In these types of portrayals, the status of personal data as human, or at least partly human entities is submerged in the excitement about how best to exploit these details as material commodities. Their liveliness is represented in ways that suggest their economic potential as nonhuman organic materials (streams, flows, oil, clouds, breadcrumbs). Yet conversely, another dominant discourse about personal data, which is particularly promulgated by the data profiling industry and civil society privacy advocates, is that these details are all-too-human or even excessively human: intensely intimate and revealing of people’s uniquely human characteristics. Proponents of the ‘Internet of Me’ make claims such as:
Now imagine tech working in your body at the biological level. Your body could express itself on its own, without you having to be in charge, to deliver more happiness, better health, whatever you truly need and want.
These sociotechnical imaginaries position devices and data as working together with human bodies in ways that devolve agency to the device. ‘You’ no longer have to be ‘in charge’ – instead, the device takes over. Other imaginaries around the Internet of Me configure the idea of personal cloud computing, in which all people’s personal data go to a centralised cloud computing repository where they will be able to access all their data.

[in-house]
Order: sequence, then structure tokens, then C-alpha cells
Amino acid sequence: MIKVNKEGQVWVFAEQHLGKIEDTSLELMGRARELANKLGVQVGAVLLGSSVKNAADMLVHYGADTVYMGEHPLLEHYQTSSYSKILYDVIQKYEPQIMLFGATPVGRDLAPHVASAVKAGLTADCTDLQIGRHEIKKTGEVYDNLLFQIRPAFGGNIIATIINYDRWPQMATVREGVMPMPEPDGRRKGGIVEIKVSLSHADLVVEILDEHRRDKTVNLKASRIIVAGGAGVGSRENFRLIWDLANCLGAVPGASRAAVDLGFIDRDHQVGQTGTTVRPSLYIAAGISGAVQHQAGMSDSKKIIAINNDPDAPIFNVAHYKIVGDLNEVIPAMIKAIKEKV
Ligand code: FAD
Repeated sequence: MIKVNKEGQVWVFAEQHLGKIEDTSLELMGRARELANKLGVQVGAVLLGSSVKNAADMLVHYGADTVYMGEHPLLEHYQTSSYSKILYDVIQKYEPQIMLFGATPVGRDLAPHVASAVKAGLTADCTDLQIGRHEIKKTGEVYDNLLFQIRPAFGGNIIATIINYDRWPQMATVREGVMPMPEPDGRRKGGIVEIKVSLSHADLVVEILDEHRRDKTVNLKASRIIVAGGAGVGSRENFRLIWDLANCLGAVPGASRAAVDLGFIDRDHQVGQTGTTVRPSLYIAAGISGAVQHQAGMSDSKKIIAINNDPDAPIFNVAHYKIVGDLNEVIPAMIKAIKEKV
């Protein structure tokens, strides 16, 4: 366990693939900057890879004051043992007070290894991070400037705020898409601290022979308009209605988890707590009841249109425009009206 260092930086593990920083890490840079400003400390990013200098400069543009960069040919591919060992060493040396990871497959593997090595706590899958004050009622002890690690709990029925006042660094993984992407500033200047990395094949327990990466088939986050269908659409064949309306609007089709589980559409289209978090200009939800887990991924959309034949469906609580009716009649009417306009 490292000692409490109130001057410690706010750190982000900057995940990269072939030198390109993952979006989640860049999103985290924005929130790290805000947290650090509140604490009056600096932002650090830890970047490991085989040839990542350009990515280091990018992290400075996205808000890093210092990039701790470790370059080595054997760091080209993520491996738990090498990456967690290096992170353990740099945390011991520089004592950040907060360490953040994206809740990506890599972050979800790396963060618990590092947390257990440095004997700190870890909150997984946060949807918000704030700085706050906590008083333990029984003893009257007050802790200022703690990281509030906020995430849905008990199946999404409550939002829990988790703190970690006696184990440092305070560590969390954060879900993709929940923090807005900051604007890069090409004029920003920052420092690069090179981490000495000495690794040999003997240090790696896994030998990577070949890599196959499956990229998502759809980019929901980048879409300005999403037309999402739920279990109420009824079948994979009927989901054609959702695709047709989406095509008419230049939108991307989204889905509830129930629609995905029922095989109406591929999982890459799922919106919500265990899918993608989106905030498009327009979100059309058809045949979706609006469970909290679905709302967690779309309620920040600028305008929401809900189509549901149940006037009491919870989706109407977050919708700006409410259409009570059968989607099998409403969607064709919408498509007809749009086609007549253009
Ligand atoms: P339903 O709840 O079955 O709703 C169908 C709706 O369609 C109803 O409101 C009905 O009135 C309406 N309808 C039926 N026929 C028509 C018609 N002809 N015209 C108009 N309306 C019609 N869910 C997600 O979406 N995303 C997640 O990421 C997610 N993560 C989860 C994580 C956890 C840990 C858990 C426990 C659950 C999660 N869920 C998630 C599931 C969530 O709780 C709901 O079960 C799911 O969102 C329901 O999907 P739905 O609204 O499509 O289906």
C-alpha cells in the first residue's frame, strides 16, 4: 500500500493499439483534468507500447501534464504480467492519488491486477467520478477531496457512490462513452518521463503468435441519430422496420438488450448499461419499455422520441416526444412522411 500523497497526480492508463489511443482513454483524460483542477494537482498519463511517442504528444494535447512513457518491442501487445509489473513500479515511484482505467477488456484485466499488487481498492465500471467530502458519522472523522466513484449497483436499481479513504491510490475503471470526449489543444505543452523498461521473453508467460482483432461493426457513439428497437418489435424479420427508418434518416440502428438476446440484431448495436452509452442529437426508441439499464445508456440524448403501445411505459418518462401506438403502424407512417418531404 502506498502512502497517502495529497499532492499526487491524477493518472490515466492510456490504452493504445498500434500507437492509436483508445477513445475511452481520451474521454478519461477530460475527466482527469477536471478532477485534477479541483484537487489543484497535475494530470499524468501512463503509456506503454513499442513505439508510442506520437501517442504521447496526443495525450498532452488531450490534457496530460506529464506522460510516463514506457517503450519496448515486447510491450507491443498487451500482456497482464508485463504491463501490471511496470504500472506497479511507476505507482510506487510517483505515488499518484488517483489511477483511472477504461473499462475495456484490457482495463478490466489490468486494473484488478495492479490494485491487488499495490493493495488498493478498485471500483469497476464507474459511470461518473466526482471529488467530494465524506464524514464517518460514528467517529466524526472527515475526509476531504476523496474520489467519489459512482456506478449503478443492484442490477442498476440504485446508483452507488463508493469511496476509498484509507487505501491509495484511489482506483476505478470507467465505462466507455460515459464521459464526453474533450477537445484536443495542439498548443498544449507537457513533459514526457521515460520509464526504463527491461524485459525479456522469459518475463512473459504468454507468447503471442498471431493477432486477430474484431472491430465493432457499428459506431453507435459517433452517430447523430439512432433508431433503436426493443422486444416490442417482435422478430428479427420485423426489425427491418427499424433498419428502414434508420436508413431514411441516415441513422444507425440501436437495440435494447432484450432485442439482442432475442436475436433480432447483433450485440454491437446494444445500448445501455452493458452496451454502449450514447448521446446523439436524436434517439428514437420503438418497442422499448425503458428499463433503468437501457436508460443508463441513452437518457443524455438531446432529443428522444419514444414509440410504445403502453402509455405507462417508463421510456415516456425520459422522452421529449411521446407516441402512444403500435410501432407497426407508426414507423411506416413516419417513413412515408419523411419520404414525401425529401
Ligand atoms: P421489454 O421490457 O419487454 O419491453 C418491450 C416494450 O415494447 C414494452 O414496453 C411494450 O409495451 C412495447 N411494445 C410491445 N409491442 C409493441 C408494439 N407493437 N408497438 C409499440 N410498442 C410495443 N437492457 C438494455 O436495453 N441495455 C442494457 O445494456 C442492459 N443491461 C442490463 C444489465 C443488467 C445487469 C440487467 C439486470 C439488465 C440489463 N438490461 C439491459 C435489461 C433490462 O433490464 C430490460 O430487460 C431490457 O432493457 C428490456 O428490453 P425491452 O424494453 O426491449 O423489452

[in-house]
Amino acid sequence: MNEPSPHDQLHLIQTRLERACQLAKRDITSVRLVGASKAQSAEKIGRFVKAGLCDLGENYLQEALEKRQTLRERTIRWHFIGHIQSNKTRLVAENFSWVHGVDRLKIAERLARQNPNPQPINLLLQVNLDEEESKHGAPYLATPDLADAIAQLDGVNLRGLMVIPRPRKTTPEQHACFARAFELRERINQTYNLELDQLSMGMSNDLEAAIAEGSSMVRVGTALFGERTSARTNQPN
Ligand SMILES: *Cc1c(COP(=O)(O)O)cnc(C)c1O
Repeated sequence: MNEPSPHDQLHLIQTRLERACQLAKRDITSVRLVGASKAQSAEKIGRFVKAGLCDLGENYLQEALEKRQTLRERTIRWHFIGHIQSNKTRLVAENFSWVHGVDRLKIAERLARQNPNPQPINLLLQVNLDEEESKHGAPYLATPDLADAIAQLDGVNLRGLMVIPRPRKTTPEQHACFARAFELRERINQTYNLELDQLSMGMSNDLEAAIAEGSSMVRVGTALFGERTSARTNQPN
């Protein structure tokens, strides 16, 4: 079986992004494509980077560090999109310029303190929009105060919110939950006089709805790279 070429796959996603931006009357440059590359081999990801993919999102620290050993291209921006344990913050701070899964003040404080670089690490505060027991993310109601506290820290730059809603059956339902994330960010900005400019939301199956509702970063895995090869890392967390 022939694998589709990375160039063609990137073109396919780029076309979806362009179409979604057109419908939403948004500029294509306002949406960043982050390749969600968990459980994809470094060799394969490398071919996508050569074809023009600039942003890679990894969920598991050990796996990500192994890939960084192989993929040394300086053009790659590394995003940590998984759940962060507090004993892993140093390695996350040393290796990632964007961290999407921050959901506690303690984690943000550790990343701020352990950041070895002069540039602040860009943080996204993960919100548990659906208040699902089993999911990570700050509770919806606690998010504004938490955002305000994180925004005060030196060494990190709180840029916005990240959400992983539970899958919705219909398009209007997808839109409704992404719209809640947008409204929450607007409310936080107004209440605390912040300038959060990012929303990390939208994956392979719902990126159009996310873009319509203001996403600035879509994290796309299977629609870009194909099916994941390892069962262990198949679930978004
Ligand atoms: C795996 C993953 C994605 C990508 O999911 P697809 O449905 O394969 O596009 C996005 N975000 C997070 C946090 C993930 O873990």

When I performed my own Google image search using the term ‘personal data’, the images that were returned by the search again featured the colour blue, male figures and binary numbers. Notably, several images showed a pen and a paper form with the words ‘personal information’ at the top, perhaps as an attempt to respond to the immateriality of digitised information by rendering it in analogue forms with which many people would be familiar. Images using locks and keys as metaphors were also dominant, suggesting the value of personal data but also how closed they are to people who may want to make use of them. When I used the search term ‘personal data privacy’, new images were introduced in addition to those appearing under ‘personal data’. These included images of spy-like or Big Brother surveillance figures and also images showing human hands protectively attempting to cover computer keyboards or screens, as if to elude the gaze of these spying figures as people used their devices.